Red Canyon High School, World Academy honor Class of 2018
Awards and Scholarships
During the Red Canyon High School and World Academy graduation on Friday, May 25, the following students were honored with awards and scholarships:
DAR Good Citizen Award — Ricky Caraveo
Seal of Biliteracy — Luisa Lopez Padilla
Tigua Reservation Tribal Award — Angeni Martinez
Vail-Edwards-Eagle Rotary Scholarship — Chloe Sargent-Capouch
Colorado Mountain College Scholarship and Alpine Bank HIspanic-Latino Scholars —Feron Nock, Chloe Sargent-Capouch, Jaimie Ledezma, Jessica Rios, Lydia Gomez, Sidney Rayne Whitmarsh, Victoria Webb
VFW Post 10721 Scholarship honoring Tim Cochrane — Victoria Webb
Youth PowHER Dollars for Scholars —Nicole Mathews
Robert Scott Reiter Memorial Schloarship —Chloe Sargent-Capouch
WOLCOTT — Every day, in every class, Red Canyon High School and the World Academy proudly own the fact that they aren’t traditional schools.
So when it comes time to present their annual graduation ceremony, the schools use the opportunity to celebrate that difference.
The 63 students who graduated from Red Canyon High School and the World Academy on Friday morning, May 25, had to fight a bit harder to ultimately collect their diplomas. Along the way, they forged strong relationships with the teachers who wouldn’t let them quit and with fellow students who found success through an alternative environment. As they collected said diplomas Friday, staff members shared personal stories about each and every graduate as they walked across the stage.
“Red Canyon and World Academy are special schools and this is a special place,” said RCHS Principal Troy Dudley as he looked out at the crowd assembled at 4 Eagle Ranch. “Today is the proof that alternative education works.”
During the ceremonies, the schools celebrated unique student victories.
Graduate Ricky Caraveo talked about how Red Canyon was his second chance and his second family.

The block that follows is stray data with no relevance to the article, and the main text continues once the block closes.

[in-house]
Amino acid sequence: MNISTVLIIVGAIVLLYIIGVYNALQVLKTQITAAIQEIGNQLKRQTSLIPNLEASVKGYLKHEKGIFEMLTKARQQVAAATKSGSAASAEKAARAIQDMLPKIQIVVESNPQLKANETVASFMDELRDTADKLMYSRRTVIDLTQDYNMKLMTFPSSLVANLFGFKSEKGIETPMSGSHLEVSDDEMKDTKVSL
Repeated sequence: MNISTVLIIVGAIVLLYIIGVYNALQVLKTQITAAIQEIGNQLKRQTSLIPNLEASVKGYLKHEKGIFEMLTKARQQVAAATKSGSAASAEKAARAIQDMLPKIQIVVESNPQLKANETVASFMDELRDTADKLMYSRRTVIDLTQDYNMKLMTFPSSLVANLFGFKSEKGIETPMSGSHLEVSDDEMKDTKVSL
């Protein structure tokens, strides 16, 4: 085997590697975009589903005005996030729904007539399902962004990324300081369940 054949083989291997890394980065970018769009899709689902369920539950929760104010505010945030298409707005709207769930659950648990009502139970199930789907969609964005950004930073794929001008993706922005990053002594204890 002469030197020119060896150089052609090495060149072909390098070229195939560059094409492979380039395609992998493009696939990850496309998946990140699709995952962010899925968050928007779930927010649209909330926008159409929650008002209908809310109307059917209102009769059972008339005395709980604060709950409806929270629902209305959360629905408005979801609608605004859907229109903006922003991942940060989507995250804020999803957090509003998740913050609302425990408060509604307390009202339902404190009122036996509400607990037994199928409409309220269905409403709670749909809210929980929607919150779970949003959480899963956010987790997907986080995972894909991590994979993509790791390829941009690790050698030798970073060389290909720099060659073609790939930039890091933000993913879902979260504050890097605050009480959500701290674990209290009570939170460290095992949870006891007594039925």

“I would like to thank every single teacher for not giving up on every single student here today,” he said.
Caraveo said at RCHS, he learned how to believe in himself.
“The first time I made a 4.0 grade point average felt pretty good, as well as the day I signed my letter of intent to play soccer at Colorado Northwestern,” he said.
‘This school saved me’
Student Feron Nock was slated to talk about the “Importance of Alternative Programs.” That somewhat dry title led into a moving speech about acceptance.
“Like many kids, I faced a lot of challenges in life, and being a transgender teen was one of them,” said student Feron Nock.
“I never thought a school could be such a comforting place.”
“This school saved me,” Nock continued. “That is the importance of this school. That is the importance of alternative education.”
Student Victoria Webb thanked her parents for their unerring support, even when she took a difficult path. The need to strike out on their own is a common thread among her classmates, Webb said. But that need doesn’t have be to a bad thing.
“We will continue going on adventures and taking chances you ‘highly don’t approve of,’ as my mom says,” Webb noted. But today, as she considered the life ahead for her own son, Jeremiah, Webb said she understood her parents desire to protect her. She asked her classmates to stand and applaud the families assembled for the ceremony.
Former RCHS and WA principal Wade Hill delivered the commencement speech, saying it meant a great deal to him to be invited back to the school where he worked for 17 years.
“I decided it was time for me to have an new adventure and any time you have that chance, you should do it too,” he told the Class of 2018. “But I want you to know you have been in my thoughts all year.”
As he looked out at the class, Hill confessed that over the years, he often employed a quote from Aristotle and a speech from Kurt Vonnegut to craft graduation remarks. But upon study this year, he found the Aristotle probably didn’t actually utter the quote and Vonnegut never delivered the graduation speech. Nevertheless, Hill said the sentiments they reflect are timeless and solid.
“We are what we repeatedly do,” he said. “It is your day-to-day, repeated actions that define you.”
Hill also stressed the importance of daily kindness. “Be kind to the people you love. Be good to your community and give back,” he said. “Never give up on yourself. This school never gave up on you.”
Speaking on behalf of her classmates, Jasper Ostrom offered the last speech of the morning. She noted RCHS students would often joke about “what happened to ‘High School Musical?’” when the challenges and doldrums of real life high school became overwhelming.
“But Red Canyon is my idea of a real life ‘High School Musical,’” Ostrom said. But she noted that RCHS is a place where kids break into laughter instead of song.
“This school is life changing,” Ostrom concluded.
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